I’ve done a total of five exhibits, not counting one-sheet exhibits, ranging from one to 10 frames. In every case, my exhibits were in the Display Division. Here’s what that’s about, from the APS guide (page 57):

Quote:

"Display Division exhibits combine philatelic elements from any or all of the General Class Divisions with a significant number, range and diversity of non-philatelic elements to tell a unified, cohesive story. The extensive inclusion of non-philatelic elements distinguishes exhibits in this division from all others. The Display Division exhibit is allowed the widest freedom of expression within the framework of a philatelic exhibit."



The Display Division suits my collecting style perfectly. My exhibits have sometimes included as much collateral material as philatelic material. I’ve found that postcards, especially, help to tell the story I’m trying to tell. Some other examples of collateral items I’ve used: a WWII cigarette package, cigarette collectors cards, airline luggage labels, a military ID cards, a military liberty pass, maps, antique photographs, and my own photographs.

One of my photographs, for an exhibit titled The Battle of the Atlantic — The Allies defeat Germany at Sea[i], pictures some Scottish heather that was enclosed in a letter posted in 1941 to a Royal Navy stoker on His Majesty’s Armed Trawler, HMT [i]Northern Isles. The heather is too fragile to and probably too sensitive to light to display in an exhibit. The judges accepted the photograph without a problem, and I won a vermeil medal for the exhibit. Wartime covers from large ships are relatively common, but one from or to a boat as small as Northern Isles is pure postal history gold.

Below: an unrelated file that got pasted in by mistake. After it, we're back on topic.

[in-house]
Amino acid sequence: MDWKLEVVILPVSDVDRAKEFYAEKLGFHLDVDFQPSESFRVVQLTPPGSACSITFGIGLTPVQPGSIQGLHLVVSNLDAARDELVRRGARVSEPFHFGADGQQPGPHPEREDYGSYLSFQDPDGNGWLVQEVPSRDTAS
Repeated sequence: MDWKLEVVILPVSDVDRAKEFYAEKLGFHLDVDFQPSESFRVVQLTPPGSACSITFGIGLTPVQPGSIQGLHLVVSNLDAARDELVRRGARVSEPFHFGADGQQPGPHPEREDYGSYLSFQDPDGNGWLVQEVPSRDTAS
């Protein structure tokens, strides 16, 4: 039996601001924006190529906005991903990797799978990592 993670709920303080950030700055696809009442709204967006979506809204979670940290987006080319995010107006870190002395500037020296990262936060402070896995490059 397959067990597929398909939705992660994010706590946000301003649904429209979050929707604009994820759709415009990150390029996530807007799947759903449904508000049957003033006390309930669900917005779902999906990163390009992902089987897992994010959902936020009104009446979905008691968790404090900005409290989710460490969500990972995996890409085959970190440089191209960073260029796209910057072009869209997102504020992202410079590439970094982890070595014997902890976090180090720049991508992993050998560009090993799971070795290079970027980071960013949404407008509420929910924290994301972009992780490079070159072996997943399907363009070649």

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Note that I used light blue stationery for my Battle of the Atlantic exhibit; I figured that blue was complementary to the subject of the exhibit. When I first started exhibiting, long-time exhibitors told me that it would be suicidal to stray from the “rule” to use white or ivory paper. They were wrong.

Not so long ago, before the Display Division was created, not one of my exhibits would have been accepted for exhibition because none of them contain sufficient quantities philatelic material for philatelic exhibits. There was a time, in fact, when only “classic” stamps were acceptable for exhibiting. Even the inclusion of covers in exhibits is a relatively new phenomenon. If the Display Division hadn't been created, I might never have exhibited; I don't have a lot of interest in "pure" philately.

Bob